Today, the highly respected Rasmussen Reports announced that they are to end their daily tracking polls of the Democratic race and focus solely on the US general election between the Republican, John McCain and Senator Barack Obama. You can read their explanation here. Their daily Presidential Tracking Poll for today shows "Barack Obama attracting 47% of the vote while John McCain earns 44%".
Senator Clinton is a formidable politician. She ran a hard-fought Presidential campaign. But, it is Senator Obama that has won through. He has built an amazing movement - surprising those that initially said Hillary had the nomination sewn up. He has attracted voters from all backgrounds and won support from Americans who'd previously viewed themselves as Republicans. It is Senator Obama that will lead the Democrats into battle this autumn. He deserves to do so and will hopefully end the Republican's grip on the White House - giving all of us an American Administration we can once again respect.
Thursday, 8 May 2008
Wednesday, 7 May 2008
What makes this more remarkable is that only seven in total of the 169 branches targeted for closure across London will now survive. In addition the Bollo Bridge Road office which serves the South Acton Estate is one of only six which are still being reviewed and may stay open. Andy Slaughter had arranged public meetings attended by hundreds of local residents during which Post Office executives were left in no doubt that they were wrong to consider the closures. Andy explained his campaign telling me "I realised it would be just gesture politics to oppose every closure. So I visited every post office under threat found out which were viable and which postmasters wanted to stay and built a campaign around the particular needs and facilities of each office and community. We held a packed public meeting in Askew Road and I wrote to over 17,000 households affected by the closures. I am extremely grateful to the many local residents who joined with me on this campaign. We were able to persuade Post Office Ltd that their criteria for closing the Shepherds Bush Post Offices was flawed. Murad did a great job defending the Kenyon Street outlet”.
Murad Qureshi said “This is a very welcome announcement. Hundreds of local residents had signed my petition to save the Kenyon Street Post Office. I'm really pleased for the owners of the business. They run a great shop that serves the whole community in that part of Fulham. It's a tribute to them and the residents that support them that we managed to make Post Office Ltd see the light”.
The shop is owned and run by Gina South who, having originally studied at the Camberwell School of Art, switched to the cake business telling me “I’m just using different materials but still relying on my artistic training to create personalised designs. I spend time with each customer to make sure that the cake I deliver is as special as the occasion it’s for”. Gina honed her cake design skills at the Wornington Centre where she now also teaches on Monday nights. You can email her by clicking here.
Gina’s Cakes makes a happy addition to the other shops and outlets in that area which includes; Stenton Butchers, Buchanan’s Organic Deli & Coffee Shop, SISI Hardware & DIY, the Hepsibah Gallery and the Andover Pub. You can view her website by clicking here; visit her shop at 49a Bradmore Park Road, Hammersmith, London, W6 OD7; or phone her on 020 8748 9999.
Tuesday, 6 May 2008
Livingstone was a bold politician. In the 1980s he campaigned against record levels of unemployment and rising crime and argued for causes such as women’s, gay and ethnic minority rights in a period when the ruling Conservatives said it was all “politically correct nonsense”. Time moved on and as Mayor Livingstone, Ken’s brand of urban liberalism, combined with his decisive policies on crime, social justice and the environment defined his time in office. He pioneered the introduction of the ward-specific Safer Neighbourhood Police Teams (now being copied across the UK) and increased police numbers to the highest ever levels after years of cuts under his Conservative predecessors. Livingstone saw the biggest increase in bus riders since the Second World War; he won £16billion for the Crossrail project; he was delivering over 50,000 new affordable homes to buy and to rent and helped bring the Olympics to London.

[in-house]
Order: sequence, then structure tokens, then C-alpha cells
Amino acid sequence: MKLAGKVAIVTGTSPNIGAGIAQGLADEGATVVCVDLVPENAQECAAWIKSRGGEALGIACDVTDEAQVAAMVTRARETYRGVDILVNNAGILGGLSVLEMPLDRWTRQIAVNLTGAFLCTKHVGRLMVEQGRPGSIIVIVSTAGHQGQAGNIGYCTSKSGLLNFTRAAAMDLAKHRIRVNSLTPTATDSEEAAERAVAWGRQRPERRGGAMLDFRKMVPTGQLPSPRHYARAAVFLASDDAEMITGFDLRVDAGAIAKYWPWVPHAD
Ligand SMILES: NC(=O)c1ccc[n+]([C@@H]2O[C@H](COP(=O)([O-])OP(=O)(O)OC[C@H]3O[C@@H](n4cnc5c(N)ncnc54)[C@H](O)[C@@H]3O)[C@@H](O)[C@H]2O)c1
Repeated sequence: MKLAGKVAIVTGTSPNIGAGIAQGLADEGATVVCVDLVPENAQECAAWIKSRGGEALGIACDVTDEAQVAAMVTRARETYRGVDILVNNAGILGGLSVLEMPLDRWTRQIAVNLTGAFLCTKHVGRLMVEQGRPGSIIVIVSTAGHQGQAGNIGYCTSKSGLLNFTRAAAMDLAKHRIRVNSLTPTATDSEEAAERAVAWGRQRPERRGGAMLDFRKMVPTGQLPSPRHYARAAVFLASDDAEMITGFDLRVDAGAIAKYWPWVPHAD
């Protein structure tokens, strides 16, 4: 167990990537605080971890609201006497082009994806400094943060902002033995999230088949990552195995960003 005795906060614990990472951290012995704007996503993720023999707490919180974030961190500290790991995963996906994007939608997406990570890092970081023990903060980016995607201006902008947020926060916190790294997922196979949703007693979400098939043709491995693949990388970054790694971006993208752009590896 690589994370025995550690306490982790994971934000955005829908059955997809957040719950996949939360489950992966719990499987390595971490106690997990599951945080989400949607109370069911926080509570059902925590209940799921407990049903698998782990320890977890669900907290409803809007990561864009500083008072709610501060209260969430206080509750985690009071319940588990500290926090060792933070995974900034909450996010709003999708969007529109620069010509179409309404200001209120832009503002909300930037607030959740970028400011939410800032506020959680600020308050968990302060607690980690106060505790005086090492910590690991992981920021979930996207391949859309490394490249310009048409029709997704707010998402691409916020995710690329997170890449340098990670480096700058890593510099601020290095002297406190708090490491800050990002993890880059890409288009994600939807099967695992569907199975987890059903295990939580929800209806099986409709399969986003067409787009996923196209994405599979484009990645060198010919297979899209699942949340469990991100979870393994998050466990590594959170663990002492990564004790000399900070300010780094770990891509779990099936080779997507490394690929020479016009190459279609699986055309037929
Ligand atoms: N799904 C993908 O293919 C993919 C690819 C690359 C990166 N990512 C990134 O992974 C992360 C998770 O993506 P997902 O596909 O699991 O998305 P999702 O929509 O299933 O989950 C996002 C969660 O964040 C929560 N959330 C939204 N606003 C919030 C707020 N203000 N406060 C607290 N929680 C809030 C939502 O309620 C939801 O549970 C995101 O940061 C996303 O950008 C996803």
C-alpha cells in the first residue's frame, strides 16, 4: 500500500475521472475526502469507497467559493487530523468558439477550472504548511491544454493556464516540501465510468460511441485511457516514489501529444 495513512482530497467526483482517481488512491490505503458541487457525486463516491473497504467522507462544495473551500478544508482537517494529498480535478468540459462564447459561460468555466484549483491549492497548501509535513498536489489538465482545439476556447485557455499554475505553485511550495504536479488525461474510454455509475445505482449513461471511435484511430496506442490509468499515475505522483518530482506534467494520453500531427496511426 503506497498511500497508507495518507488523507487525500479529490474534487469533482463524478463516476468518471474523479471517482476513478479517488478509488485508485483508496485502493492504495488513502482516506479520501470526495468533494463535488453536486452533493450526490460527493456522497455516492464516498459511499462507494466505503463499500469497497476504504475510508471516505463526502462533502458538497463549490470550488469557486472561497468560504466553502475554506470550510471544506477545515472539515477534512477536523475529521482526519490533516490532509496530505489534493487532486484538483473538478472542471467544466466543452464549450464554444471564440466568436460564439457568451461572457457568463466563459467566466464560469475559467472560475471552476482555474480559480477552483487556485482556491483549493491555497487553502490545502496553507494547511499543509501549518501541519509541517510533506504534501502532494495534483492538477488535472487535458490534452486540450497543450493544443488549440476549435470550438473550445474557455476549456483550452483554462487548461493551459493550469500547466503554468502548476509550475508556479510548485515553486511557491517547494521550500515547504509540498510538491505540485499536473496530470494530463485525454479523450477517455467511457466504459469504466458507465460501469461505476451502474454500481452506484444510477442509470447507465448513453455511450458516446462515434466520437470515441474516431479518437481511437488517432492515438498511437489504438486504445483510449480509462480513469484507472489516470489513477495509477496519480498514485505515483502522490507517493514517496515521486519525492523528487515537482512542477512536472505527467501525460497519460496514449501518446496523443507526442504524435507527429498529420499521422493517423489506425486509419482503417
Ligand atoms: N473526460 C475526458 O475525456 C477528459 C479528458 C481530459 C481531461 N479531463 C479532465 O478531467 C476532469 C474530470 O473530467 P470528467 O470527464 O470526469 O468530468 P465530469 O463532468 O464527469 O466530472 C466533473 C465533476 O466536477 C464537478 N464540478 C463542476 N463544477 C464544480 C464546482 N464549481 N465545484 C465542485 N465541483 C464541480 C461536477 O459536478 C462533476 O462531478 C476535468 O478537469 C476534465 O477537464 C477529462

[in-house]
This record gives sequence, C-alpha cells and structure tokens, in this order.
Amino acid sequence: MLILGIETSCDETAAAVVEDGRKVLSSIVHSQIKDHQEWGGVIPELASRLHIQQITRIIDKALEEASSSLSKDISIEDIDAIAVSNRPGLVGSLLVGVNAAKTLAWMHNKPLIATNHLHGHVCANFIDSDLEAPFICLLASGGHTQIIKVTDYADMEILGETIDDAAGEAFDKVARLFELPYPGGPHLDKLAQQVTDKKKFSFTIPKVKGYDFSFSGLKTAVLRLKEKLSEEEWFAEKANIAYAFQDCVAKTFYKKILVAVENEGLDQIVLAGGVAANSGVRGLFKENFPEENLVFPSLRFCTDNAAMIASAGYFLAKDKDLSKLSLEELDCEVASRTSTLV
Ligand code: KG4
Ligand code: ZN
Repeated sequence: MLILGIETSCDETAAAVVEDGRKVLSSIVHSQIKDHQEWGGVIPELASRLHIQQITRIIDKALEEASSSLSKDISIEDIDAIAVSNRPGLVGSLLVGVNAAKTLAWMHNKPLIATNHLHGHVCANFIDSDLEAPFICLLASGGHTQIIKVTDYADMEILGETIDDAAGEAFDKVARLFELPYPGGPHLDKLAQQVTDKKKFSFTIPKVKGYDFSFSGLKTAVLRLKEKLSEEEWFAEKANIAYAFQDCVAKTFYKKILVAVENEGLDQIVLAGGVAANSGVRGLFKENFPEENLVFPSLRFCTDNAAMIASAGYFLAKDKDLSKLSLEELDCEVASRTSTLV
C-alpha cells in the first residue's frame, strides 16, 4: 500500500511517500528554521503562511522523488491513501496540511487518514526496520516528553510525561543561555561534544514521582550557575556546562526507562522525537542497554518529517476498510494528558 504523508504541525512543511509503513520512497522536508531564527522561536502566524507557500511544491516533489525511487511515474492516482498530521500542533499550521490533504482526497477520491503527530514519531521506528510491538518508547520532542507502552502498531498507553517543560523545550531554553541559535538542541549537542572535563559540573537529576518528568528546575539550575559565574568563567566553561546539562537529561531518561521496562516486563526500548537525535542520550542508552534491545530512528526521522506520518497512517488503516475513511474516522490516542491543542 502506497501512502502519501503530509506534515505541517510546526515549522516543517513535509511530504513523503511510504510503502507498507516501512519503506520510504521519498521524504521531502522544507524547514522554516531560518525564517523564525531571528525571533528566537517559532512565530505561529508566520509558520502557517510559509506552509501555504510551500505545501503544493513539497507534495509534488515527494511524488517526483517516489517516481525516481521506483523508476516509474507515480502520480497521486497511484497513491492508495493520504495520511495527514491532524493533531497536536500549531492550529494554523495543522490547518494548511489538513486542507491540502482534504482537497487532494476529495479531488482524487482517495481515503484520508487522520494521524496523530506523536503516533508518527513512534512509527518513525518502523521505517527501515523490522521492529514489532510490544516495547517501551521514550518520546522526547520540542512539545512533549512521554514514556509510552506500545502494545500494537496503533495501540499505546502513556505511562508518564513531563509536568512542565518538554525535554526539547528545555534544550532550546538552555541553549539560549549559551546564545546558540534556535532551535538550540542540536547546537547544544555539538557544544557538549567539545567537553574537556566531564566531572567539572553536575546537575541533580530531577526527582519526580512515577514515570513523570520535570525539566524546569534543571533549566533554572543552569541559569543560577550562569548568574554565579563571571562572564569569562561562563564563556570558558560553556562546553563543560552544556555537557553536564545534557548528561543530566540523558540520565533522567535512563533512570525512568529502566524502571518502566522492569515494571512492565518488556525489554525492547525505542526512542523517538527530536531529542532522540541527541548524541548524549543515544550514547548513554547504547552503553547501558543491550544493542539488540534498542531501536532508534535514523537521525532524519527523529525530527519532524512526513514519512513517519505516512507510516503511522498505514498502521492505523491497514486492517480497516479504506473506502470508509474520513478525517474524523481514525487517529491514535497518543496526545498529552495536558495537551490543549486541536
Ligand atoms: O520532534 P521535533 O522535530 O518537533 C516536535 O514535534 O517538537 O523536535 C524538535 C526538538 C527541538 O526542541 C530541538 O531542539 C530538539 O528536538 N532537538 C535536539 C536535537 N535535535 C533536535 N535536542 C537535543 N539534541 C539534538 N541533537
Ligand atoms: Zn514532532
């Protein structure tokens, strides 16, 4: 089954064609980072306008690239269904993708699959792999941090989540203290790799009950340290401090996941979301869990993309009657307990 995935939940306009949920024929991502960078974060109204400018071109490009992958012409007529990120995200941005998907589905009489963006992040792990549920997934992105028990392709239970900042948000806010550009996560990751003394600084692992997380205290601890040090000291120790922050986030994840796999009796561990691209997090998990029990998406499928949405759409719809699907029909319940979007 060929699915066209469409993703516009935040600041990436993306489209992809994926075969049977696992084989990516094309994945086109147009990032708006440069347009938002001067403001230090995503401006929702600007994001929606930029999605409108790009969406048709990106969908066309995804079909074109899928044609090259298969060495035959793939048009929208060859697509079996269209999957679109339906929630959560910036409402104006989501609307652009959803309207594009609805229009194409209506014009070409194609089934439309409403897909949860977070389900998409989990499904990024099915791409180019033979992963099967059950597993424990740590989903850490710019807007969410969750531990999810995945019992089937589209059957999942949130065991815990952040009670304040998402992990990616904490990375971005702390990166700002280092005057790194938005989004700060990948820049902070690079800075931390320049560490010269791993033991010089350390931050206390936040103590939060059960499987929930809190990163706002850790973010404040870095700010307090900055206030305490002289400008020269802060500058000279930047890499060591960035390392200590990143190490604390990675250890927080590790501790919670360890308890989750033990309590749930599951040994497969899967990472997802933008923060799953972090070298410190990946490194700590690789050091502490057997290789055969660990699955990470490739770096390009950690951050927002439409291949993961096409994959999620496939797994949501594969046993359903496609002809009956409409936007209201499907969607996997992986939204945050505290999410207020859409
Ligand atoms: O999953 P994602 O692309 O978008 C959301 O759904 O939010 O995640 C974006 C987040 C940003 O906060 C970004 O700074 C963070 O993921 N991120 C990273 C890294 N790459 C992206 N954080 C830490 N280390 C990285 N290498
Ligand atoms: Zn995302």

The Congestion Charge won him both admirers and critics. New York’s Mayor Michael Bloomberg was a fan saying “As two of the World's great financial centres, New York and London share many things, including congested central business districts. Congestion pricing is working here in London and we can make similar improvements to our economy, public health and air quality in New York." Environmentalists and the Mayors of Paris, Berlin, San Francisco and Toronto were all enthusiastic too.
Yet, it's the public that matters and there are few more seductive clarion calls in an election than Time for a Change. The new Mayor starts work today. London faces significant challenges over the coming years. It needs the infrastructure and business environment to ensure its long-term economic prosperity. Crime needs to continue to fall and in particular concerns about youth violence need to be addressed. Our environment needs safeguarding and Londoners need decent, affordable places to live. Mayor Livingstone made real progress on all of those issues and led London to be seen one of the world’s greatest multi-cultural cities. Achievements I think most people will be thankful for. In his victory speech, Boris Johnson said he wanted to build on some of those "achievements". I wish him well in doing so and hope his new Administration delivers policies that will be to the benefit of all Londoners.
Friday, 2 May 2008
Sarah Brown, the PM’s partner, and Nigella Lawson , the TV cook and food writer, opened the centre. Janet Ellis, the television presenter and former actress gave a moving speech about the support and hope Maggie’s Centres provide. I thought the atmosphere was lovely.
Londoners raised £1 million in the Evening Standard campaign alone to get this centre built and Maggie’s are keen to recruit more Active Friends who can raise money and spread the word. Contact Leah Jeffries, their Community Fundraiser, if you’d like to help. You can phone Leah on 07920 848 825 or email her by clicking here.
The garden design around the Centre was undertaken by Dan Pearson. The Centre itself was designed by Richard Rogers of Rogers Stirk Harbour and Partners, based nearby in Hammersmith. They said that they hoped to create a building that offers “a calm, home-from-home sanctuary a step away from the hospital”. I think they pulled it off.